I've had 'em tight enough that I've had to do that, and it can be pretty awkward, could be a dark and stormy night.

Quote:
And if you'd rather call someone, great. I just like to be as resourceful as I can, anymore who is physically able can do it safely, just practice in your garage at least once using the manual. You don't want to "learn" when your stuck in the middle of nowhere with a flat.
Yes, but as a practical matter, it comes down to this (for me):

1) Will DW remember these steps if/when the time comes (maybe many years from now)?

2) I don't rally trust her judgement as to what is stable or not for a car and a jack - as I said, this might seem obvious for most of us, but some people just don't have that 'knack'.

3) What are the odds of getting a flat anyway - the only one she had was in our garage, so I changed it. And if she does, odds are she is close to home and can call me.

It's good to be resourceful, but in picking my battles, this one just isn't worth it (again, for me). People should judge for themselves, but I'll say it again - if someone isn't good with mechanical stuff, this can be trickier than it seems. And practice under ideal conditions might not translate to the soft shoulder on the side of the road - might even make the person over-confident.

Just a little frame of reference for that mechanical 'knack' - I have a pretty good feel for how much torque to apply to a screw w/o stripping it, depending if it is in metal (aluminum or steel?), wood (solid, end grain or flat, hardwood or softwood, particle board, etc). I don't know how to tell someone what I just feel from experience. I think some of that applies to a car on a jack.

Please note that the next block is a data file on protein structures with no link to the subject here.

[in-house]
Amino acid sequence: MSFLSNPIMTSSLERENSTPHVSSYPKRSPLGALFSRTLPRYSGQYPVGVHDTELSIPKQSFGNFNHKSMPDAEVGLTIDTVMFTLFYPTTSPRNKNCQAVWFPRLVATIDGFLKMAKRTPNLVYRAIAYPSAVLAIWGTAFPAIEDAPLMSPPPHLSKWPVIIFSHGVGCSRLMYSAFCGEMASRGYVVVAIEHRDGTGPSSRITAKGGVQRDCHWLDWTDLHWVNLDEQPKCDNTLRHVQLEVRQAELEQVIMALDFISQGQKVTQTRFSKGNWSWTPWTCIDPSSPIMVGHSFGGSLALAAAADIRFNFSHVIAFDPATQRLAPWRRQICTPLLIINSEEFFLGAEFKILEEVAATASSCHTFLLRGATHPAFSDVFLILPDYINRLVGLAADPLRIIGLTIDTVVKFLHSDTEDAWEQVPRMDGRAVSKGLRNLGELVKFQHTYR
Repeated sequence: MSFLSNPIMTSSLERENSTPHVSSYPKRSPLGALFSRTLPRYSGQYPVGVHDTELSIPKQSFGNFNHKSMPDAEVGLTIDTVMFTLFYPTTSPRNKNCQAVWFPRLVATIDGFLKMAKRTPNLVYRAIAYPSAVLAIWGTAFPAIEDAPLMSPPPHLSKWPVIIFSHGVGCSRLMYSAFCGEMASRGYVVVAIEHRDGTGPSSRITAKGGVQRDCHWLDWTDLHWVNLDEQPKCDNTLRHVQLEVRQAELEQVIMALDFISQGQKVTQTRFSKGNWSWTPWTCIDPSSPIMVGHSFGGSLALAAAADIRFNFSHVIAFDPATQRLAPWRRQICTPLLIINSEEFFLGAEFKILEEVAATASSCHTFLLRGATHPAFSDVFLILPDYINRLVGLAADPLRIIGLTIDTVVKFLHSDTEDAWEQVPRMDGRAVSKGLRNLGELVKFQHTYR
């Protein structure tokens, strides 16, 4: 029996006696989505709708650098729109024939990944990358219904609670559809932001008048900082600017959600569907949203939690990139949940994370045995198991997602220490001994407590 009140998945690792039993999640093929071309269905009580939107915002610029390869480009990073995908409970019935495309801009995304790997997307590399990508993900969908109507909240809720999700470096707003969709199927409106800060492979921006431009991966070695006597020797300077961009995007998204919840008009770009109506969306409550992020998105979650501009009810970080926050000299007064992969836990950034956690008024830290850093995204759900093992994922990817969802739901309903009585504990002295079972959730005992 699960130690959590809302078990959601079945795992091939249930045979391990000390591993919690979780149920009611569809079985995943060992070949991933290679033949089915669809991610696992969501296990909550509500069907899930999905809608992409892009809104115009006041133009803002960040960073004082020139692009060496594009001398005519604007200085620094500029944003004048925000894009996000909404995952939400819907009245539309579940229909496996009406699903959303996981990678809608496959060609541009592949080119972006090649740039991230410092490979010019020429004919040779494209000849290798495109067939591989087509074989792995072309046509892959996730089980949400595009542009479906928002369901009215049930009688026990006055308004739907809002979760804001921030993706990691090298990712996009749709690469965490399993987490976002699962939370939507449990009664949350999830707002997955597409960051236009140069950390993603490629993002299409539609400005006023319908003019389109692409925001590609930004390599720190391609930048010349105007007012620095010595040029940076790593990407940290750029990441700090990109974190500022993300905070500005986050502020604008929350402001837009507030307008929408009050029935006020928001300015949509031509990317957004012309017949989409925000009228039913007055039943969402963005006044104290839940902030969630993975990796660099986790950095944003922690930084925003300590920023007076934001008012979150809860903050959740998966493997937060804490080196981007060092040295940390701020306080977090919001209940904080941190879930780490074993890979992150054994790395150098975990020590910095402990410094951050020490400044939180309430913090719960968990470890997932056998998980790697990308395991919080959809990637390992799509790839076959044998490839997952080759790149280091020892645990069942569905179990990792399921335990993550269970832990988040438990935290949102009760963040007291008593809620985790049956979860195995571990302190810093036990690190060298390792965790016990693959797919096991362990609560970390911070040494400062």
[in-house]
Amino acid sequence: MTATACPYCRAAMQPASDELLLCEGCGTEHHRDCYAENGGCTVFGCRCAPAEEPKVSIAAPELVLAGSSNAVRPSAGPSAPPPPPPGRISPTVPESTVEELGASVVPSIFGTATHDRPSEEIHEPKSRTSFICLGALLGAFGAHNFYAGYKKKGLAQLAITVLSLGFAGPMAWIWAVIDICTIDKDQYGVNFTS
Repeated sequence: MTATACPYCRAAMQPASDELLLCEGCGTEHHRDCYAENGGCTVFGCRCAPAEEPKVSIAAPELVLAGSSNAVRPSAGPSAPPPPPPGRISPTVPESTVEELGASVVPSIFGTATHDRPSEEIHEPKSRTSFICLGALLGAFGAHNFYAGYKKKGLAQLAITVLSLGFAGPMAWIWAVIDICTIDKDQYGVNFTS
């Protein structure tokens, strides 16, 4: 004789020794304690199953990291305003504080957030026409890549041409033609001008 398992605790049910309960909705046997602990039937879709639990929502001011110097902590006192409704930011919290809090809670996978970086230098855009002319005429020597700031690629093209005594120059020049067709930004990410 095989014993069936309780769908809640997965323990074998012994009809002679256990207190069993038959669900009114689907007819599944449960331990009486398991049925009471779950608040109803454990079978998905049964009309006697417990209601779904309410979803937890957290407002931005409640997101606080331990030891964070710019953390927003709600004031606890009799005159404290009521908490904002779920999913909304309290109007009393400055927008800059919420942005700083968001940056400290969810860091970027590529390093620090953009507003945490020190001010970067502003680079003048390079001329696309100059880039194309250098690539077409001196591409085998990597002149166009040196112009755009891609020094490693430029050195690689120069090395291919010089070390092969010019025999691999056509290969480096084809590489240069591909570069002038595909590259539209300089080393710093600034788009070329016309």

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Old 01-01-2013, 09:17 PM   #31
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I've changed quite a few tires, though only one I can think of in the past several years. I had quite a knack for finding nails and screws to run over in my youth.

Another hazard I haven't seen mentioned is that sometimes the bad tire has parts of the steel belting poking out and can really cut your hands if you're not aware.

I was considering getting AAA or a similar service, then I had the idea to call my insurance agent and ask if I had any roadside coverage with them. Yes, I do...in my case I can be reimbursed up to a certain amount ($80? can't recall, but it seemed to be the going rate for service calls).

I'm only 42, but there is a rather low bar now for comfort and hassle over which I would go ahead and call for roadside service. My last tire change was my Mom's Prius. It went flat while we were sitting at a traffic light after exiting the freeway, so we only had 2-3 blocks to go to pull into a gas station parking lot. It was evening and dark, but the weather was nice enough so I went ahead and changed the tire myself. I almost always block a ground wheel to prevent rolling, and I round a rock or log or something to do so in this case. The steel belts were sticking out all over the place, but I knew to look for it and used some towels to safely take off the wheel/tire.

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Changing tires is very risky due to other drivers not paying attention and hitting you or your car. The first thing I do is get my car as far away from traffic as possible, even if that means ruining the current tire.